1. Charles Dickens. David Copperfield. All (nearly) 900 pages. The master's masterpiece. Larger than life. Amazing characters: Mr. Micawber, Uriah Heep, the Murdstones, Betsey Trotwood, Mr. Dick, Dora. Drama and melodrama. It was written (in 1849-50) in installments which served to keep the readers on tenterhooks. Pages and pages of descriptive prose--vicissitudes, living on the edge. Often everyone's favorite Dickens. This was my first reading of it. Loved it.
2. Ernest Hemingway. For Whom the Bell Tolls. Another masterpiece. Set in May 1937 near Segovia, Spain, during the Spanish Civil War. Brutal, honest, exquisite writing. First-hand knowledge (no stereotypes pretending to be the real thing). Some sections were too brutal to read. Some about love and home and truth and irony and friendships and betrayal. This was my second reading--since it was our book club selection.
3. Alan Paton. Cry, the Beloved Country. Golly, yet another masterpiece! Published 1948. The tale of two South African families in 1946--one Zulu-speaking, one English-speaking--and the events that bring them together, first tragically, then with compassion and unified purpose. Themes: the decay of the tribal culture as impacted by the white/European economy and the flight to urban centers. This is an amazingly thoughtful, lyrical book, without cant, simply describing two peoples seeking justice. It's also about personal actions--what people can do, especially if their government doesn't do it. This was my first reading--another selection by our book club.
4. Conrad Richter, The Trees. (See below)
5. Conrad Richter, The Fields. (See below)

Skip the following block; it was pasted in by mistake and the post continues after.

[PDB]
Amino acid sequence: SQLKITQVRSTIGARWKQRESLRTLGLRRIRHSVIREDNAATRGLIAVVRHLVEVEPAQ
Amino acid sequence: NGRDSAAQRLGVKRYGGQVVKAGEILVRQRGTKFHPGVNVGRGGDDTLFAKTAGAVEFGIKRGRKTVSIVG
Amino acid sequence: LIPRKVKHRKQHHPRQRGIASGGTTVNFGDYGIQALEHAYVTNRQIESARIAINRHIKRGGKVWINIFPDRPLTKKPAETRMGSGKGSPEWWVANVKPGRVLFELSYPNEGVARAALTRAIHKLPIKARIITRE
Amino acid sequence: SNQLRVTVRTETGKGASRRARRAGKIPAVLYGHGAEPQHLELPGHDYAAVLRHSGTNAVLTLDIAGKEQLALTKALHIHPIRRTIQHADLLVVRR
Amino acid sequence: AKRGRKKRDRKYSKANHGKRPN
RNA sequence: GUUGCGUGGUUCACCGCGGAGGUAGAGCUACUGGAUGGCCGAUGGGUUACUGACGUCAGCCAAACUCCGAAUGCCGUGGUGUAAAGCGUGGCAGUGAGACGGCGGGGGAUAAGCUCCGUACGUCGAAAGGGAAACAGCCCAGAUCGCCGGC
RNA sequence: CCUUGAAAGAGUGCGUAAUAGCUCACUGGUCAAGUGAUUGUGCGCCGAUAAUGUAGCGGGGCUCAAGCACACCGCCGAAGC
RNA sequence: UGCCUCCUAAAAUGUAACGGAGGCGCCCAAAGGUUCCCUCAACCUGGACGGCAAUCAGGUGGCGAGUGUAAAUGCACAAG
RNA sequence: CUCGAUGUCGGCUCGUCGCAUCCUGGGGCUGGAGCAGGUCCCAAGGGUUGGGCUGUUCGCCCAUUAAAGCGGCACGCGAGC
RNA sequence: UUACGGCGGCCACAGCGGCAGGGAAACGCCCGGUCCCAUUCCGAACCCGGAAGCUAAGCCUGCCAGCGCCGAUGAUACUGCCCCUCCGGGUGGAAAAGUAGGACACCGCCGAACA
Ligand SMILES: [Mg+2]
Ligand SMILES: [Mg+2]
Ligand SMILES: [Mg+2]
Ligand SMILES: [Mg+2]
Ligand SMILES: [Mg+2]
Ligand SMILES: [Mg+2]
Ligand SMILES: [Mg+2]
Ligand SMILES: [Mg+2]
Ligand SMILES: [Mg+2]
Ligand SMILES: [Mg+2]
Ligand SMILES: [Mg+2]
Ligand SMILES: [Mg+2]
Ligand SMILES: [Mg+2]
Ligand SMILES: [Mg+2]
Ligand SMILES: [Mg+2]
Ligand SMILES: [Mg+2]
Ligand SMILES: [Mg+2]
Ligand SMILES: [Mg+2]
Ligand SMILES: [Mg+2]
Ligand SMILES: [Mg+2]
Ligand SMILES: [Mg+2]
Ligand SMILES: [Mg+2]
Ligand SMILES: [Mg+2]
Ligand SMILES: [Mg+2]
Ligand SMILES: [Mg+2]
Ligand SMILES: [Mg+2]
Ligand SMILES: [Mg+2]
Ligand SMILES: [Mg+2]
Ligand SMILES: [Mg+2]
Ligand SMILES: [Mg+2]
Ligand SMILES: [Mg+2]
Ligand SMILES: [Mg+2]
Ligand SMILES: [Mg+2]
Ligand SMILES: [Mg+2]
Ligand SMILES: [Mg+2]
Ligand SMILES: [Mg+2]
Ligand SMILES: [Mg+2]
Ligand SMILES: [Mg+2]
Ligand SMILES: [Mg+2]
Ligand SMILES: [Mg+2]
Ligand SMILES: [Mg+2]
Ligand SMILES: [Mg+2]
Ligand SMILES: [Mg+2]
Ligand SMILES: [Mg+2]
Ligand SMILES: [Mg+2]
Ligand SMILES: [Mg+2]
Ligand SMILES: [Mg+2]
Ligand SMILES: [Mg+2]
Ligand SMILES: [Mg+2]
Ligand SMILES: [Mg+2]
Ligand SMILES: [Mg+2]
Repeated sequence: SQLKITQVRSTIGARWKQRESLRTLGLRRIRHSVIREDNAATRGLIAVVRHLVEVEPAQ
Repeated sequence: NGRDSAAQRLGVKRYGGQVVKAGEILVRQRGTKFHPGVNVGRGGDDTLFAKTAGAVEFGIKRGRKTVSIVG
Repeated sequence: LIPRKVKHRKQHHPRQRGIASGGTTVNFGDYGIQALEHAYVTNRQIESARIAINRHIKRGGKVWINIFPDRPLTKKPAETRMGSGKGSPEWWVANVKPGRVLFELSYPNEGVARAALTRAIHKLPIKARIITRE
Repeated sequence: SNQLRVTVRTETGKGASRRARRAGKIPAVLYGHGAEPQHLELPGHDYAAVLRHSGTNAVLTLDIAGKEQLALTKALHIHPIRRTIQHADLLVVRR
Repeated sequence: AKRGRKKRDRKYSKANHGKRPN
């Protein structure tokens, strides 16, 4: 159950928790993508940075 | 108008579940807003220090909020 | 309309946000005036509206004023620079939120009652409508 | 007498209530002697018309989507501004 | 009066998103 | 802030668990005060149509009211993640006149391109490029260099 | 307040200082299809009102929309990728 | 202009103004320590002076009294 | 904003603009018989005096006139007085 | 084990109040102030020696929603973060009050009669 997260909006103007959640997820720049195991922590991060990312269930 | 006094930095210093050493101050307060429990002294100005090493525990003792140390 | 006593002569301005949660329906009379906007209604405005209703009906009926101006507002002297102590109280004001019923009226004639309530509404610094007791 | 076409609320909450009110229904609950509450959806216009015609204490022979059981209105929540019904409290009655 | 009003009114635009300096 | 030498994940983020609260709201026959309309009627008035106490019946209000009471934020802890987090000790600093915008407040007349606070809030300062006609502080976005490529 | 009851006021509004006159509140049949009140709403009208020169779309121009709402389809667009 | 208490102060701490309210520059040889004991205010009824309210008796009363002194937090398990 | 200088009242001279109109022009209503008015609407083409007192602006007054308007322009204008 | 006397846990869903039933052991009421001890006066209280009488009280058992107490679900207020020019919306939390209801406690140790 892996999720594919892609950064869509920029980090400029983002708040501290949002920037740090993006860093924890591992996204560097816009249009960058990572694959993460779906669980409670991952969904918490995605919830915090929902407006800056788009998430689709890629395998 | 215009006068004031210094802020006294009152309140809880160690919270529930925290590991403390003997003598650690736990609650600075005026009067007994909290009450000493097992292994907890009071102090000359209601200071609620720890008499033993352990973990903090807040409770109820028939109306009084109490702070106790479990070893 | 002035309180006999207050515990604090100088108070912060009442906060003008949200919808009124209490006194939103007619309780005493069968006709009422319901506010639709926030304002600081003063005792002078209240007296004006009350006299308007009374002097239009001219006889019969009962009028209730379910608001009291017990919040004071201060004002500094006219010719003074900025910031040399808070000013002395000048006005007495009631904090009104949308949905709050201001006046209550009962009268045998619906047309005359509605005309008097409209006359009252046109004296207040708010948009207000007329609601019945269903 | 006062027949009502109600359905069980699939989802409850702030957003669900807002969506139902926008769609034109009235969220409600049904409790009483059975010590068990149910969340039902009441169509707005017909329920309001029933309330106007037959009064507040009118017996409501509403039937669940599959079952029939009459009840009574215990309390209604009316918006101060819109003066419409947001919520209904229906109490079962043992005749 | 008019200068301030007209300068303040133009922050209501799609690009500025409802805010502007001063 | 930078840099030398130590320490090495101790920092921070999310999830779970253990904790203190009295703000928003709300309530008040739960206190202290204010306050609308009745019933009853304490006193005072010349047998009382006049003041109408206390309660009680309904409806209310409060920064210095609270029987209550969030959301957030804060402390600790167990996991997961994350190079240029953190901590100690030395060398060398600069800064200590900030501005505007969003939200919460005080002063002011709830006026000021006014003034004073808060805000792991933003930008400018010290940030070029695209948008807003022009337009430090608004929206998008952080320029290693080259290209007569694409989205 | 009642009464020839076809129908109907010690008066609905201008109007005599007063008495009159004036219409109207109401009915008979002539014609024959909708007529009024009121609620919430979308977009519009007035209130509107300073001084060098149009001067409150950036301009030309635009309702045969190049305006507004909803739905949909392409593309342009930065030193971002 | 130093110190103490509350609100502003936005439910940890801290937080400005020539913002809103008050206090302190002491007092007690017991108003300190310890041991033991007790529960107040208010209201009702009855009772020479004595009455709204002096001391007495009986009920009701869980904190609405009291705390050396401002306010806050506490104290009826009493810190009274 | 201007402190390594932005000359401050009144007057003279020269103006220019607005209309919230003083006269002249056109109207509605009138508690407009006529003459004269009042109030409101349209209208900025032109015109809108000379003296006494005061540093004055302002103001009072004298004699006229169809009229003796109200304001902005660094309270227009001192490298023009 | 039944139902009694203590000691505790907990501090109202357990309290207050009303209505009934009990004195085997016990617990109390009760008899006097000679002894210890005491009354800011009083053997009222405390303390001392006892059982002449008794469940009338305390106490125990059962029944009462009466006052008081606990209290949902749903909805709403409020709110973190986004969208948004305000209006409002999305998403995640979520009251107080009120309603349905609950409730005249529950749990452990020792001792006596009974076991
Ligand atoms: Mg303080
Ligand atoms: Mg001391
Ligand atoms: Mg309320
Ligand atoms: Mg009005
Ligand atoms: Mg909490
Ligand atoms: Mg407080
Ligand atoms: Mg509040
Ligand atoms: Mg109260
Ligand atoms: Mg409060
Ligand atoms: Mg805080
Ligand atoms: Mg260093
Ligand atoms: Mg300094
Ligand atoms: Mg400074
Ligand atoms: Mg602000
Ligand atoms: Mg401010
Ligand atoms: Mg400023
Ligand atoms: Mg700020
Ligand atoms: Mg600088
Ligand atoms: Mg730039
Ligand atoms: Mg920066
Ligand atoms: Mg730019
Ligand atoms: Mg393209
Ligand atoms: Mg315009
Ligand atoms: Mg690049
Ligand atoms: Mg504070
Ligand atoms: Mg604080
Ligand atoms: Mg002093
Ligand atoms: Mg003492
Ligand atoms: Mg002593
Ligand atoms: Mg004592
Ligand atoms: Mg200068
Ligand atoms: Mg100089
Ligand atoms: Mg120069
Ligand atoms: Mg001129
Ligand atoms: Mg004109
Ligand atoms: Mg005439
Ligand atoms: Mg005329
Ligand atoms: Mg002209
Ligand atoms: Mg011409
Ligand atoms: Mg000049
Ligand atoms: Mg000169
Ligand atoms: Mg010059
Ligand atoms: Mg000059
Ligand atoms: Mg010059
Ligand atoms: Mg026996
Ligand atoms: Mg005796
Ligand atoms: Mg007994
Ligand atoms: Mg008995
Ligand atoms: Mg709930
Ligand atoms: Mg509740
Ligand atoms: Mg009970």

6. Conrad Richter, The Town. A trilogy describing the opening and settling of the Ohio wilderness. Three exquisite books, now out of print, alas. Look under "Books" and see my April 8, 2016, posting for a full description.
7. Helen Simonson. The Summer Before the War. Much good detail about life in Rye, Sussex, in 1914 with one of the characters standing in for Henry James who lived there. Good range of characters, a flowing story line, some intelligent writing. A bit of melodrama but, for me, acceptable. The author grew up there and obviously had a love affair with the area. This is her second novel, the first being Major Pettigrew's Last Stand. The spoken language seemed more geared toward the day of Jane Austen, but I dare say that's how the English upper classes still spoke a hundred years later.
8. Susan Vreeland. Lisette's List. Not a great book but not a bad one about a Parisienne who spends the war and post-war years in Provence both tending and then searching for some family paintings by Cezanne, Pissarro, and Picasso around the village of Roussillon with its ocher mines/quarries from which pigment is made. Guest appearances by Samuel Beckett and the Chagalls who spent some time hidden away there. By the author of Girl in Hyacinth Blue.
An added note:
I've said it before and will say it again. I do enjoy the fiction of Scotsman, Alexander McCall Smith and have now probably read some 30 or so of his books. He always has something to say about life and the passing scene ... and he does so in a gentle, thoughtful, gracious manner. (How unusual, eh?) This year I added several to my reading list. The Woman Who Walked in Sunshine and Precious and Grace from the No. 1 Ladies' Detective Agency series. The Revolving Door of Life from the 44 Scotland Street series. And The Novel Habits of Happiness from the Isabel Dalhousie series.